Indeed, as Um Saleem -may Allah be pleased with her- stated before presenting her question to the Prophet peace be upon him: ‘Allah does not shy from telling the truth’ and surely neither should we.

The prophet peace be upon him said in a Hadith reported in Bukhari and Muslim: ‘Modesty (hayaa) results only in goodness’ [Bukhari & Muslim].  But parental silence about child sexual abuse only puts children in risk from evil predators and makes them vulnerable to incorrect or misleading information from friends, school and the media and hence it is not a form of Islamic hayaa.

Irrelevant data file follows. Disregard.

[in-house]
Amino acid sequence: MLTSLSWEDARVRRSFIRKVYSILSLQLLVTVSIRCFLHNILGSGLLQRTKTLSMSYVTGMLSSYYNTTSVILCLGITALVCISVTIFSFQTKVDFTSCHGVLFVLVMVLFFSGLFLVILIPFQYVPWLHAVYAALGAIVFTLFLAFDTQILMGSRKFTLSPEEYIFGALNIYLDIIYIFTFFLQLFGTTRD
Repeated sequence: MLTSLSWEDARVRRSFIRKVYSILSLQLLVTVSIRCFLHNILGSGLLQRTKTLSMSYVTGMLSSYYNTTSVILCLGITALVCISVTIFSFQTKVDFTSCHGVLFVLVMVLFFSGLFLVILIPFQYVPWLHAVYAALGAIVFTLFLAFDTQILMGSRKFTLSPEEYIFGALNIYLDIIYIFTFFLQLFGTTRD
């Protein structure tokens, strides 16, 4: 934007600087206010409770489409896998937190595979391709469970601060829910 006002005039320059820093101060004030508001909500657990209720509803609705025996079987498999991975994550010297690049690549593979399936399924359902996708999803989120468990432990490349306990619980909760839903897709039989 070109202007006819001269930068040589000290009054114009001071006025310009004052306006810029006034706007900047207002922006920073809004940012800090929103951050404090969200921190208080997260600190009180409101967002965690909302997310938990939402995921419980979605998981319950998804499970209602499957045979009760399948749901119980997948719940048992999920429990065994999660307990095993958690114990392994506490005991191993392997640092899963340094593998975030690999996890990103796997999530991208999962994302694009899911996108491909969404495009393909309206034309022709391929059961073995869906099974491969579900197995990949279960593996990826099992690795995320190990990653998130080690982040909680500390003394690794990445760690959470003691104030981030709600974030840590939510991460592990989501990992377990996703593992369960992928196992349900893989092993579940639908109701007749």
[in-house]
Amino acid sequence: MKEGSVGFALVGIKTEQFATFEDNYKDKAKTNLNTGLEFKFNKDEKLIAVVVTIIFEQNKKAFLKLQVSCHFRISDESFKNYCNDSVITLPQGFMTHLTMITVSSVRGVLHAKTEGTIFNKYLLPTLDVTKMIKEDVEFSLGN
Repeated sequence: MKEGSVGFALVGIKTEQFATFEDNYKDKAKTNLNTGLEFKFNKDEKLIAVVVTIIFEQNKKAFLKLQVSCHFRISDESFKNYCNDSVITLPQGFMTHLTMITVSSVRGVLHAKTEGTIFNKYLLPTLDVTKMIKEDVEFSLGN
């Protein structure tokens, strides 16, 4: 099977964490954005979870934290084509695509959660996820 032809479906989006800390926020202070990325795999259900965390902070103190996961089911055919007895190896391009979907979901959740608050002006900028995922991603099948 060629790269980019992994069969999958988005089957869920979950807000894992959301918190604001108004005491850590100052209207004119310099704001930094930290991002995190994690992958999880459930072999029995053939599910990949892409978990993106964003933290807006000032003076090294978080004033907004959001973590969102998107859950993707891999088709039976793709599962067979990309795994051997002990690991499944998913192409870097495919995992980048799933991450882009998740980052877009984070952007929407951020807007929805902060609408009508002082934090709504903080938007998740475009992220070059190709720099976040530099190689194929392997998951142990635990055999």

Furthermore, the Qur’an speaks repeatedly the virtue of justice and the evil of oppression:

إِنَّ اللَّهَ يَأْمُرُ بِالْعَدْلِ وَالْإِحْسَانِ وَإِيتَاءِ ذِي الْقُرْبَىٰ وَيَنْهَىٰ عَنِ الْفَحْشَاءِ وَالْمُنْكَرِ وَالْبَغْيِ ۚ يَعِظُكُمْ لَعَلَّكُمْ تَذَكَّرُونَ  

[God commands justice, doing good, and generosity towards relatives and He forbids what is shameful, blameworthy, and oppressive. He teaches you, so that you may take heed] [Al-Nahl: 90]

And Allah says:

والله لا يحب الظالمين

[Allah does not love evildoers] [Al-Imran: 57]

By teaching our children about sexual abuse, how to identify it and be protected from it we are helping to limit a potential evil and are helping to minimise opportunities for a potential evildoer in our child’s life God willing.

According to NSPCC figures, more than 90% of abuse cases involve someone the child already knows, such as a family member or close friend.

The legal definition of sexual abuse is: